Copied from the associated blog post:
Free knowledge is the foundation of all Wikimedia projects: anyone is
free to use, modify and redistribute the content for any purpose. But
copyright and free licenses are very confusing for new users, especially
when they want to contribute pictures and other media files. A new
illustrated licensing tutorial will now guide new users through the
basics of copyright and free licenses to make their first steps easier.
You may remember that the Wikimedia Foundation unveiled a prototype of
upload wizard for Wikimedia Commons (the repository of freely reusable
media files used in all of our projects) a few months ago. The prototype
was developed as part of the Multimedia usability project, a
grant-funded, one-year project aiming to increase multimedia
participation on Wikimedia websites.
One of the main issues identified early on is that the current workflow
of the upload process attempts to provide an advanced course in
worldwide copyright when the user uploads a file. In reality, our
research showed (unsurprisingly) that most users either gave up in front
of the overwhelming instructions, or simply ignored them.
Our approach was to separate the “educational” part of the upload page
from the actual upload form. Copyright has proven to be one of the most
unappealing topics to new users, who simply want to share their
knowledge and artwork. For that reason, we created an illustrated
Licensing tutorial in a comic-strip format.
This licensing tutorial was developed with experienced Wikimedians, who
had both the expertise on copyright and licenses, and the experience of
guiding new users. They collaboratively improved the wording and
suggested many changes to the illustrator.
You will see that the tutorial features a new character, who was
developed specifically for this project. We experimented with several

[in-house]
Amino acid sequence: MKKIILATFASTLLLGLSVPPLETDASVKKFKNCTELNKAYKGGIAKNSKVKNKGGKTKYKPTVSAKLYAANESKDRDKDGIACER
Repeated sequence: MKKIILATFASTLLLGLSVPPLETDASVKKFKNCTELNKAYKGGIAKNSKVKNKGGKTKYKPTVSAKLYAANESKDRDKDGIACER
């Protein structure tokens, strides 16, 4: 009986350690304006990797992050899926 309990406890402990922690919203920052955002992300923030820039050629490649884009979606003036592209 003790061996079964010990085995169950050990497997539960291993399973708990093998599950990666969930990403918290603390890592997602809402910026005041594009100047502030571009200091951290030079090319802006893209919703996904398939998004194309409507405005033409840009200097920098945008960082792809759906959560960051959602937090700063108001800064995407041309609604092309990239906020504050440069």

others, but the puzzle-piece character was the one that worked the best.
Although developed primarily for Wikimedia Commons, both the tutorial
and the character are under a free license; we hope experienced
participants will reuse them for similar tutorials and across help
The tutorial was created by Michael Bartalos, a freelance illustrator
from San Francisco. Michael did an awesome job at illustrating complex
topics without sacrificing readability or accuracy.
I would like to thank him for putting up with our hands-on approach; it
surely wasn’t easy to accommodate our requests and all the little
details in wording, typography and graphics that Wikimedians are expert
The tutorial is now available on Wikimedia Commons as an editable vector
graphics file (SVG) to facilitate localization. It will be included in
the Upload wizard’s interface when it is released at the end of
In the meantime, Wikimedia translators are warmly invited to help
translate and localize the tutorial. If you don’t feel comfortable
creating the localized tutorials yourself, you can focus on the text.
We’ll seek help from the Graphic Lab on Commons to create the localized
* Licensing tutorial:
* Translation & localization:
Product Manager - Wikimedia Foundation
Support Free Knowledge: http://wikimediafoundation.org/wiki/Donate
I've just pushed live a new Wikimedia Foundation blog post that provides
an update on where we are with the Public Policy Initiative, the pilot
program to bring Wikipedia editing into university classrooms. Please
check it out if you're interested, especially if you know a professor
who would be a good fit for our remaining few slots for the spring:
Communications Associate - Public Policy